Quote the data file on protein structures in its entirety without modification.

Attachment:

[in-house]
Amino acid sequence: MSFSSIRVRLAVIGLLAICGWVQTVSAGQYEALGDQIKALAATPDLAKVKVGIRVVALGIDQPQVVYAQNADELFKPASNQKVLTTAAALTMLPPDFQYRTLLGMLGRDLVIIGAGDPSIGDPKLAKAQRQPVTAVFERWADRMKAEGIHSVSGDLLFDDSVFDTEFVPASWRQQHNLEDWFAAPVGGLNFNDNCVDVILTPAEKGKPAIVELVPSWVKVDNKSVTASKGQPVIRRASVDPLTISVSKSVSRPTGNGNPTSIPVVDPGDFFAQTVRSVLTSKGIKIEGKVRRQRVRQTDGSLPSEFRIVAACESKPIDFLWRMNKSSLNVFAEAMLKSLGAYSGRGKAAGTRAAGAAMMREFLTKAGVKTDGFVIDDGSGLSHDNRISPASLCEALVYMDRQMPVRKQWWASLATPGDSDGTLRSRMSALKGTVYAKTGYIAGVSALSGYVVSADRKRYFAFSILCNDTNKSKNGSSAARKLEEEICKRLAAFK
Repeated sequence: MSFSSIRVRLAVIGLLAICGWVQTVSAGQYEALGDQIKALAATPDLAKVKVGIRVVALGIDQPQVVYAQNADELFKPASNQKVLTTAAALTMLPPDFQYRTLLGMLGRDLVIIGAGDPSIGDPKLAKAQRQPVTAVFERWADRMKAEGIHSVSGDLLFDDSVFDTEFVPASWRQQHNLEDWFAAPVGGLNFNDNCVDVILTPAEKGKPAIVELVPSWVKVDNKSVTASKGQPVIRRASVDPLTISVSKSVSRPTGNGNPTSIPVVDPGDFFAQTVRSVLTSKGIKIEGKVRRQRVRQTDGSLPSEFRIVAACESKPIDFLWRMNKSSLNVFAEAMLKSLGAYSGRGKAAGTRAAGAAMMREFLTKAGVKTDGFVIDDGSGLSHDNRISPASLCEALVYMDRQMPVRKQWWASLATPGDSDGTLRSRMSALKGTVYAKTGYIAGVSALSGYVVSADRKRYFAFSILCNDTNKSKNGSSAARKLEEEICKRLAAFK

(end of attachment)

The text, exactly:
[in-house]
Amino acid sequence: MSFSSIRVRLAVIGLLAICGWVQTVSAGQYEALGDQIKALAATPDLAKVKVGIRVVALGIDQPQVVYAQNADELFKPASNQKVLTTAAALTMLPPDFQYRTLLGMLGRDLVIIGAGDPSIGDPKLAKAQRQPVTAVFERWADRMKAEGIHSVSGDLLFDDSVFDTEFVPASWRQQHNLEDWFAAPVGGLNFNDNCVDVILTPAEKGKPAIVELVPSWVKVDNKSVTASKGQPVIRRASVDPLTISVSKSVSRPTGNGNPTSIPVVDPGDFFAQTVRSVLTSKGIKIEGKVRRQRVRQTDGSLPSEFRIVAACESKPIDFLWRMNKSSLNVFAEAMLKSLGAYSGRGKAAGTRAAGAAMMREFLTKAGVKTDGFVIDDGSGLSHDNRISPASLCEALVYMDRQMPVRKQWWASLATPGDSDGTLRSRMSALKGTVYAKTGYIAGVSALSGYVVSADRKRYFAFSILCNDTNKSKNGSSAARKLEEEICKRLAAFK
Repeated sequence: MSFSSIRVRLAVIGLLAICGWVQTVSAGQYEALGDQIKALAATPDLAKVKVGIRVVALGIDQPQVVYAQNADELFKPASNQKVLTTAAALTMLPPDFQYRTLLGMLGRDLVIIGAGDPSIGDPKLAKAQRQPVTAVFERWADRMKAEGIHSVSGDLLFDDSVFDTEFVPASWRQQHNLEDWFAAPVGGLNFNDNCVDVILTPAEKGKPAIVELVPSWVKVDNKSVTASKGQPVIRRASVDPLTISVSKSVSRPTGNGNPTSIPVVDPGDFFAQTVRSVLTSKGIKIEGKVRRQRVRQTDGSLPSEFRIVAACESKPIDFLWRMNKSSLNVFAEAMLKSLGAYSGRGKAAGTRAAGAAMMREFLTKAGVKTDGFVIDDGSGLSHDNRISPASLCEALVYMDRQMPVRKQWWASLATPGDSDGTLRSRMSALKGTVYAKTGYIAGVSALSGYVVSADRKRYFAFSILCNDTNKSKNGSSAARKLEEEICKRLAAFK